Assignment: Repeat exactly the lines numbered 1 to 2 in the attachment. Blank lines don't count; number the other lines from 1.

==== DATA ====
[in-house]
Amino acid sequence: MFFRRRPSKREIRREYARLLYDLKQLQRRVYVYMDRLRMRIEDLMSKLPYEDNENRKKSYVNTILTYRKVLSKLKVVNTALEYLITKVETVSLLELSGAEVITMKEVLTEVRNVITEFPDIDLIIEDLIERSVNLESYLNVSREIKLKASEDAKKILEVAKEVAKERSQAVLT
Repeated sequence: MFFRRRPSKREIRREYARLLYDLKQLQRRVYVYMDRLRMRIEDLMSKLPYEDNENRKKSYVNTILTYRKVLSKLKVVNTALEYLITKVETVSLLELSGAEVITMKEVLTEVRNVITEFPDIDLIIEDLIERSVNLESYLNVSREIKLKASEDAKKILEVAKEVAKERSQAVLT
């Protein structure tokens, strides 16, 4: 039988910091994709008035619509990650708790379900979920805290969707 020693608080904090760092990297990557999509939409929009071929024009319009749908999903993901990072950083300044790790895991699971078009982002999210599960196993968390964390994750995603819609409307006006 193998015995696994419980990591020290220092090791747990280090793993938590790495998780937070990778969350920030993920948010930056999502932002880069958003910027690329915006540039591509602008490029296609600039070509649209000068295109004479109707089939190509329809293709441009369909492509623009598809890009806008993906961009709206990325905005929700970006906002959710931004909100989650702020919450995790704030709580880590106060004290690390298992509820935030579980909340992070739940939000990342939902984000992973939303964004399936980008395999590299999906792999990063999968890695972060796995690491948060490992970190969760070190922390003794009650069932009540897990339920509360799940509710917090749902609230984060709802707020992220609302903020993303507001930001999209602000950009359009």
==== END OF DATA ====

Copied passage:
[in-house]
Amino acid sequence: MFFRRRPSKREIRREYARLLYDLKQLQRRVYVYMDRLRMRIEDLMSKLPYEDNENRKKSYVNTILTYRKVLSKLKVVNTALEYLITKVETVSLLELSGAEVITMKEVLTEVRNVITEFPDIDLIIEDLIERSVNLESYLNVSREIKLKASEDAKKILEVAKEVAKERSQAVLT